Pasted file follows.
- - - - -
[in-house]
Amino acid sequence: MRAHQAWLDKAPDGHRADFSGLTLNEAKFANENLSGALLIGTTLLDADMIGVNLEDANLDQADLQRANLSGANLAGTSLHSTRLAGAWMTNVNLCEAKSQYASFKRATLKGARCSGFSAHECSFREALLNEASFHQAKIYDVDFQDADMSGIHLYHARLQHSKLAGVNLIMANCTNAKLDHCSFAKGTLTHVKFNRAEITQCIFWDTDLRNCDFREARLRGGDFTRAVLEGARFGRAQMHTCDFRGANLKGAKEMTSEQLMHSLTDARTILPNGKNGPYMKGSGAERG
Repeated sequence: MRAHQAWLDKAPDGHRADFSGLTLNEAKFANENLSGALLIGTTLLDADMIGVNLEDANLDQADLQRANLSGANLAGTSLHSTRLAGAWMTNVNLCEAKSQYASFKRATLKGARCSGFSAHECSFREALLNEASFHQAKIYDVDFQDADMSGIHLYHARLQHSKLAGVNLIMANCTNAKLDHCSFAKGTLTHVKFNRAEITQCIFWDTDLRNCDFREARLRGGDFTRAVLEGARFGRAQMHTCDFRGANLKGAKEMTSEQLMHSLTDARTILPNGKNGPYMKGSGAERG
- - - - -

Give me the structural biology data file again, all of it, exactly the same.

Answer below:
[in-house]
Amino acid sequence: MRAHQAWLDKAPDGHRADFSGLTLNEAKFANENLSGALLIGTTLLDADMIGVNLEDANLDQADLQRANLSGANLAGTSLHSTRLAGAWMTNVNLCEAKSQYASFKRATLKGARCSGFSAHECSFREALLNEASFHQAKIYDVDFQDADMSGIHLYHARLQHSKLAGVNLIMANCTNAKLDHCSFAKGTLTHVKFNRAEITQCIFWDTDLRNCDFREARLRGGDFTRAVLEGARFGRAQMHTCDFRGANLKGAKEMTSEQLMHSLTDARTILPNGKNGPYMKGSGAERG
Repeated sequence: MRAHQAWLDKAPDGHRADFSGLTLNEAKFANENLSGALLIGTTLLDADMIGVNLEDANLDQADLQRANLSGANLAGTSLHSTRLAGAWMTNVNLCEAKSQYASFKRATLKGARCSGFSAHECSFREALLNEASFHQAKIYDVDFQDADMSGIHLYHARLQHSKLAGVNLIMANCTNAKLDHCSFAKGTLTHVKFNRAEITQCIFWDTDLRNCDFREARLRGGDFTRAVLEGARFGRAQMHTCDFRGANLKGAKEMTSEQLMHSLTDARTILPNGKNGPYMKGSGAERG